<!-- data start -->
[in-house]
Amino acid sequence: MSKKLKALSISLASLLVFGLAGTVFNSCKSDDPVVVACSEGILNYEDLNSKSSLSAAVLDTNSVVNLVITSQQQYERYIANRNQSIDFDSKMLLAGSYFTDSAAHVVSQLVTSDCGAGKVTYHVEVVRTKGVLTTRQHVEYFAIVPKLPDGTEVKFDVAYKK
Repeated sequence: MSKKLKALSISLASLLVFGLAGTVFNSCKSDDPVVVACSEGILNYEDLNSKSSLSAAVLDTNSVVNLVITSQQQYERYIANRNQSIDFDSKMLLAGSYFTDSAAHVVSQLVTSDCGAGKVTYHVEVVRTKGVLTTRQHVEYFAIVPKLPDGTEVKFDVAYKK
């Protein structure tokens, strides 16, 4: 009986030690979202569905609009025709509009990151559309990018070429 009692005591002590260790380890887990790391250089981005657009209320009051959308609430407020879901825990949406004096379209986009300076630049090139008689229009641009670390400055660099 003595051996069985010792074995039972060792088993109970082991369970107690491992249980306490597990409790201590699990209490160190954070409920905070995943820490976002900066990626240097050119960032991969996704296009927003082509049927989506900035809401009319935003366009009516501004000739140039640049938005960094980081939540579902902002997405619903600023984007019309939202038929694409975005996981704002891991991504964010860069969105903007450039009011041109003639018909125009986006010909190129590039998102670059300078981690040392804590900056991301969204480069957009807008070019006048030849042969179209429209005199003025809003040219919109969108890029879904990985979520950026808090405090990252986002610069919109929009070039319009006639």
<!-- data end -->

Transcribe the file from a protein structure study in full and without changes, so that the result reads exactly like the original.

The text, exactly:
[in-house]
Amino acid sequence: MSKKLKALSISLASLLVFGLAGTVFNSCKSDDPVVVACSEGILNYEDLNSKSSLSAAVLDTNSVVNLVITSQQQYERYIANRNQSIDFDSKMLLAGSYFTDSAAHVVSQLVTSDCGAGKVTYHVEVVRTKGVLTTRQHVEYFAIVPKLPDGTEVKFDVAYKK
Repeated sequence: MSKKLKALSISLASLLVFGLAGTVFNSCKSDDPVVVACSEGILNYEDLNSKSSLSAAVLDTNSVVNLVITSQQQYERYIANRNQSIDFDSKMLLAGSYFTDSAAHVVSQLVTSDCGAGKVTYHVEVVRTKGVLTTRQHVEYFAIVPKLPDGTEVKFDVAYKK
């Protein structure tokens, strides 16, 4: 009986030690979202569905609009025709509009990151559309990018070429 009692005591002590260790380890887990790391250089981005657009209320009051959308609430407020879901825990949406004096379209986009300076630049090139008689229009641009670390400055660099 003595051996069985010792074995039972060792088993109970082991369970107690491992249980306490597990409790201590699990209490160190954070409920905070995943820490976002900066990626240097050119960032991969996704296009927003082509049927989506900035809401009319935003366009009516501004000739140039640049938005960094980081939540579902902002997405619903600023984007019309939202038929694409975005996981704002891991991504964010860069969105903007450039009011041109003639018909125009986006010909190129590039998102670059300078981690040392804590900056991301969204480069957009807008070019006048030849042969179209429209005199003025809003040219919109969108890029879904990985979520950026808090405090990252986002610069919109929009070039319009006639």